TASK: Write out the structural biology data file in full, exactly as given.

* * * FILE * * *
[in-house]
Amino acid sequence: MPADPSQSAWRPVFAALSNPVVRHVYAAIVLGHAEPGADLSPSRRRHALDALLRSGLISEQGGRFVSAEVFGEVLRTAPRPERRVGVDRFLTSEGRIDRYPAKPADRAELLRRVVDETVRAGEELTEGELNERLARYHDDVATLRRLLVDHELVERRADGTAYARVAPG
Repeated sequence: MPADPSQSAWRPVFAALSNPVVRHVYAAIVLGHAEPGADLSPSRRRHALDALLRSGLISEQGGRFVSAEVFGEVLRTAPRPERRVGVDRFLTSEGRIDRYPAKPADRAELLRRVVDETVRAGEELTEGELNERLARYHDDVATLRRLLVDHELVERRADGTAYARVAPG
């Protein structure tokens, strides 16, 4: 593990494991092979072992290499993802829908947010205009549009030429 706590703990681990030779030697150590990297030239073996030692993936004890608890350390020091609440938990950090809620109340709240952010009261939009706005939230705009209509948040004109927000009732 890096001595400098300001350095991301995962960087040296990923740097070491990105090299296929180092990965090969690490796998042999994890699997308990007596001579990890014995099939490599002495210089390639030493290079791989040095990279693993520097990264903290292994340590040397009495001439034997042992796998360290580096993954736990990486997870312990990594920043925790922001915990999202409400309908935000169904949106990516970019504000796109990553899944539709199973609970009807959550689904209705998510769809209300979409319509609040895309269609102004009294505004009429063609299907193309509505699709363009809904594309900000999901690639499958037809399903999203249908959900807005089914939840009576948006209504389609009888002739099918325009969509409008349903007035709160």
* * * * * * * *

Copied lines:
[in-house]
Amino acid sequence: MPADPSQSAWRPVFAALSNPVVRHVYAAIVLGHAEPGADLSPSRRRHALDALLRSGLISEQGGRFVSAEVFGEVLRTAPRPERRVGVDRFLTSEGRIDRYPAKPADRAELLRRVVDETVRAGEELTEGELNERLARYHDDVATLRRLLVDHELVERRADGTAYARVAPG
Repeated sequence: MPADPSQSAWRPVFAALSNPVVRHVYAAIVLGHAEPGADLSPSRRRHALDALLRSGLISEQGGRFVSAEVFGEVLRTAPRPERRVGVDRFLTSEGRIDRYPAKPADRAELLRRVVDETVRAGEELTEGELNERLARYHDDVATLRRLLVDHELVERRADGTAYARVAPG
């Protein structure tokens, strides 16, 4: 593990494991092979072992290499993802829908947010205009549009030429 706590703990681990030779030697150590990297030239073996030692993936004890608890350390020091609440938990950090809620109340709240952010009261939009706005939230705009209509948040004109927000009732 890096001595400098300001350095991301995962960087040296990923740097070491990105090299296929180092990965090969690490796998042999994890699997308990007596001579990890014995099939490599002495210089390639030493290079791989040095990279693993520097990264903290292994340590040397009495001439034997042992796998360290580096993954736990990486997870312990990594920043925790922001915990999202409400309908935000169904949106990516970019504000796109990553899944539709199973609970009807959550689904209705998510769809209300979409319509609040895309269609102004009294505004009429063609299907193309509505699709363009809904594309900000999901690639499958037809399903999203249908959900807005089914939840009576948006209504389609009888002739099918325009969509409008349903007035709160």